Amateur Radio Exams by W3VC Carnegie Tech Radio Club
We will be offering the Amateur Radio exams during this yearʼs BSides Pittsburgh Conference. If you would like to take the test, we ask that you register on the FCC web site and get an FCC Registration Number (FRN). This allows us to process paperwork without needing your social security number. Please note that your Social Security Number or FCC Registration Number is required by the FCC, and you will not be granted a license if you decline to provide one on the application form. Certain exceptions apply for non-U.S. citizens who do not have a Social Security Number. Examinees concerned about the privacy of their Social Security Number are encouraged to request an FRN from the FCC before the exam date. This can be done by visiting the FCC ULS Online System and choosing the "Register" button in the "New Users" section. Please contact us (email@example.com) if you have any questions regarding these policies. You must also present a valid state or federal issued photo ID. If you do not have one, you will not be allowed to test.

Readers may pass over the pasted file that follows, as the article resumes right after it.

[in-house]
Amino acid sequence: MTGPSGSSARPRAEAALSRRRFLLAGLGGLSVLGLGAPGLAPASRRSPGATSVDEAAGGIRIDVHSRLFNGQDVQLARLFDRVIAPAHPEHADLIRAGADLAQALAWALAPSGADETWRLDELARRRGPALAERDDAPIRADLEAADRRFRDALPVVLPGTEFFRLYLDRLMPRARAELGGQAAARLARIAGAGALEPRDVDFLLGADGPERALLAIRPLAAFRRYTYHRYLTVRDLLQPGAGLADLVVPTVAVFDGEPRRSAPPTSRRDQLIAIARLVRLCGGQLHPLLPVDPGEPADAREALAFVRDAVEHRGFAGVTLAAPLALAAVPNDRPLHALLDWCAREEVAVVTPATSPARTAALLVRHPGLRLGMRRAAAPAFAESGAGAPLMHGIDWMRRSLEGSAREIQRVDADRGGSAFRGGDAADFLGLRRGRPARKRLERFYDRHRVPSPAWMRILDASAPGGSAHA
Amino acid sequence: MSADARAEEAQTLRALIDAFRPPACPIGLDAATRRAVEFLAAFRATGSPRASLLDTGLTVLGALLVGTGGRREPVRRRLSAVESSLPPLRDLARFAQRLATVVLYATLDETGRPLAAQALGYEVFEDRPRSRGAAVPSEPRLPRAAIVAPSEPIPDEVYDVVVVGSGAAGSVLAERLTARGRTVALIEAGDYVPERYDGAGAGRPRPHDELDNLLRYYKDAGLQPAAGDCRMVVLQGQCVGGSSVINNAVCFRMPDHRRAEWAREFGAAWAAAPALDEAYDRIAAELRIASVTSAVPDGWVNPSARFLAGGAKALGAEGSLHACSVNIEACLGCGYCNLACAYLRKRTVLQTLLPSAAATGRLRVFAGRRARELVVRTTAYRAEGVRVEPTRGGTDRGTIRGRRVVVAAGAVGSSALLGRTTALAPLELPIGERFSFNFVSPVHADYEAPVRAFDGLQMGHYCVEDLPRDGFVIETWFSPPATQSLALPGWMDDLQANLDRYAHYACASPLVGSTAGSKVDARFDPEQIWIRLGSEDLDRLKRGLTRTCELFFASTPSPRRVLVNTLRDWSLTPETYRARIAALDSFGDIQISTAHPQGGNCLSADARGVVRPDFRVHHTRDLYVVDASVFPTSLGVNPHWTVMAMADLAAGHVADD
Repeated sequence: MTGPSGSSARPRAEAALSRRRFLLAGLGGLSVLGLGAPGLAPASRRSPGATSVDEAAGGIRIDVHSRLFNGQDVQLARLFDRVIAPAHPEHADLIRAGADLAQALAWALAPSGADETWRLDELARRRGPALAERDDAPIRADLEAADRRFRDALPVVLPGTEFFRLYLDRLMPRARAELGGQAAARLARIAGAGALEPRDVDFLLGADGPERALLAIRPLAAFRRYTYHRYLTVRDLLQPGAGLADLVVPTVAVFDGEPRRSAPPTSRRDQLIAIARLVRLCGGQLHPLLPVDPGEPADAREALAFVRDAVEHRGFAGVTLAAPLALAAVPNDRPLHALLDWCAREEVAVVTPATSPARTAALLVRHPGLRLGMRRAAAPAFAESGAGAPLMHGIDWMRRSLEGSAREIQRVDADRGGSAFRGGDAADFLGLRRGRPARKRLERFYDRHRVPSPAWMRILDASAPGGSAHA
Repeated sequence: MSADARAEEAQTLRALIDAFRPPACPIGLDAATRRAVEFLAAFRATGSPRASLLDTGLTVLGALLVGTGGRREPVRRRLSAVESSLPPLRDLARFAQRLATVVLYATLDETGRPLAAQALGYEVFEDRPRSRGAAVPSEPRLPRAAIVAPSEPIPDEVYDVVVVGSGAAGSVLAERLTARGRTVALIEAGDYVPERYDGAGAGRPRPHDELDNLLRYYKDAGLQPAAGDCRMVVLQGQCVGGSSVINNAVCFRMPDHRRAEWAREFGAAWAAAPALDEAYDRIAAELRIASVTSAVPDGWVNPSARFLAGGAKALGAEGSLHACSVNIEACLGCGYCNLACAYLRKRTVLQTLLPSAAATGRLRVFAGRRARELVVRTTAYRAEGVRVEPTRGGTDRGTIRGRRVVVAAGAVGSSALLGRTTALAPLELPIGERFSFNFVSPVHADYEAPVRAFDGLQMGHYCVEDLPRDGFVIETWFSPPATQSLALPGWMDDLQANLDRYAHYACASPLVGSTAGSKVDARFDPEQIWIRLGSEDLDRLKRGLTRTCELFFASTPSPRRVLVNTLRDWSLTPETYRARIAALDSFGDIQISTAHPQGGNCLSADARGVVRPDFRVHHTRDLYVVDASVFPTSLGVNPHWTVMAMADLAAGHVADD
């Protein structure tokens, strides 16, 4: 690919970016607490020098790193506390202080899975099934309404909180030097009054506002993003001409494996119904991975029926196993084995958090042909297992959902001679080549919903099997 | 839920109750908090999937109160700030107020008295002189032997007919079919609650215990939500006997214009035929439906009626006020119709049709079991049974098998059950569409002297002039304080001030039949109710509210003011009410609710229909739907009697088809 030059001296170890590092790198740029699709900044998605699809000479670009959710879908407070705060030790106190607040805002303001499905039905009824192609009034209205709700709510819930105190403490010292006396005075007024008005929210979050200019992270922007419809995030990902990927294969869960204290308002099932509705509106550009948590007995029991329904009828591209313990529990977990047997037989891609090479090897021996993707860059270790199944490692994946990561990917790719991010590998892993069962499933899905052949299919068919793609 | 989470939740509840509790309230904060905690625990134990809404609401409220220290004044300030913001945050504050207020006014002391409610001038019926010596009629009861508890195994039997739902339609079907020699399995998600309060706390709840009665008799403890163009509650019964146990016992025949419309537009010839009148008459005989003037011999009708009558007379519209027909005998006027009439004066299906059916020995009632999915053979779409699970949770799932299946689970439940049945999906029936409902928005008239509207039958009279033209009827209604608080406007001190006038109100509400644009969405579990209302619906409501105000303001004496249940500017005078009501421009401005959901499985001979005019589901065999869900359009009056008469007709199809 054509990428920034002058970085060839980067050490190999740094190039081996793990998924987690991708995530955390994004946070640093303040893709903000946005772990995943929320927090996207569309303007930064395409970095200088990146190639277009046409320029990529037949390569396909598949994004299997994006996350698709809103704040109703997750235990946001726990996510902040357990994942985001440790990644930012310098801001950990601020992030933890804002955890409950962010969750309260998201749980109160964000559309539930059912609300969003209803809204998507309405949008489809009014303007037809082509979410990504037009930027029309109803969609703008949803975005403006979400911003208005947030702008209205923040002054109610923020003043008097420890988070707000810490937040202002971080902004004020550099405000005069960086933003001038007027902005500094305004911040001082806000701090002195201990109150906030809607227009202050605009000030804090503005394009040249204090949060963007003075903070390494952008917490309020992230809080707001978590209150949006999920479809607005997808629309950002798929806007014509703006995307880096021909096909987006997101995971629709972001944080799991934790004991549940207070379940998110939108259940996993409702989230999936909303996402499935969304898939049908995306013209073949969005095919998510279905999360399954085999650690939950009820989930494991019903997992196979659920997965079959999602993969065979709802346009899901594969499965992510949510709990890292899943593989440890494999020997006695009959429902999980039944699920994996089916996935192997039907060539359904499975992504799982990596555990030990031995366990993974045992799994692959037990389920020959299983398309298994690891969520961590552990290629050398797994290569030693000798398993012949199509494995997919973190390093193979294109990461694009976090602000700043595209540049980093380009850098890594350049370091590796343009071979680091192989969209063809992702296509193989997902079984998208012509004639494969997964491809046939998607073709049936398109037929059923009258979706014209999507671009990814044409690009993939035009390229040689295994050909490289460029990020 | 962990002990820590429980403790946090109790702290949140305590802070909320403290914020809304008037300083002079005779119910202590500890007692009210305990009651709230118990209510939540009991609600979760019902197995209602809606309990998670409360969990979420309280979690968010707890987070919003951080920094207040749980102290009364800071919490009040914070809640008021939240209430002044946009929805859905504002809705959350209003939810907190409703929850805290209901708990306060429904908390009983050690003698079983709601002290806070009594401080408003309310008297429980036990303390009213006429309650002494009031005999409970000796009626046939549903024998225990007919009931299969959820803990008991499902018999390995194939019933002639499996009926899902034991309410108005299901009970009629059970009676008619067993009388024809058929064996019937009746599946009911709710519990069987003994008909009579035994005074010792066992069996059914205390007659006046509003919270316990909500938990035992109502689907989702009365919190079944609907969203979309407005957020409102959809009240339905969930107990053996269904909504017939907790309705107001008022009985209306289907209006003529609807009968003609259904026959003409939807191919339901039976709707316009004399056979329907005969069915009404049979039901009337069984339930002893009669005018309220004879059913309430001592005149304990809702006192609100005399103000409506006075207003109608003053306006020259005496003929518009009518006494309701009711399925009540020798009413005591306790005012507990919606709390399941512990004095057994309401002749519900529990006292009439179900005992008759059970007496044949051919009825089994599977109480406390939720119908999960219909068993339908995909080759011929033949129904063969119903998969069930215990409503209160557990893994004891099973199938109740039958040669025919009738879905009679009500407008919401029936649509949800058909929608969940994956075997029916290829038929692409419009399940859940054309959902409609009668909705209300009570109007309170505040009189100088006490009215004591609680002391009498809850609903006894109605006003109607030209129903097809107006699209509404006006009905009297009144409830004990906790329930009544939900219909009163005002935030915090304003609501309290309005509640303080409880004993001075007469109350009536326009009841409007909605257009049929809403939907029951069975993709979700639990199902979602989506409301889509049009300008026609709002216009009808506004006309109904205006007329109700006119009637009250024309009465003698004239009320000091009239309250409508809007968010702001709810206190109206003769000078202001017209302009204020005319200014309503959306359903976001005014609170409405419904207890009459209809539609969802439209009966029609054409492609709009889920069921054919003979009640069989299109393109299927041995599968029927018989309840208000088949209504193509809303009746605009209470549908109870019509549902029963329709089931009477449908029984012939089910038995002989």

In order to become an amateur radio operator in the United States, you must first pass one or more multiple-choice exams to obtain a license from the FCC. These exams cover basic theory of electronics and radio, as well as FCC rules, and are administered by groups of volunteer examiners around the country, including a group here from Carnegie Mellon. We offer exams for Technician, General, and Extra class licenses. You can take any or all of the exams for a single fee. Knowledge of Morse code is no longer required to obtain an amateur radio license in the U.S.
What to Bring:
Legal photo ID, such as a driver’s license or passport
$15 cash, or a check made out to ARRL VEC
Your Social Security Number or FCC Registration Number (FRN)
Your existing FCC license or CSCE, if you are upgrading
Pen or pencil
Calculator, if you need one (preferably non-programmable, or we will have to erase its memory)
Documentation of any disabilities you feel we should accommodate, signed by a doctor
The ARRL Store offers many study guides in print and audio format. Additionally, the actual questions that you will see on the exam are published for anyone to review (granted, there are hundreds of possible questions and only a few dozen will be randomly selected for your exam, so you probably shouldn't try to memorize all the answers). Many web sites offer practice tests, including QRZ and AA9PW. Additionally, the KB6NU No Nonsense Study Guides for Technician and General may be helpful.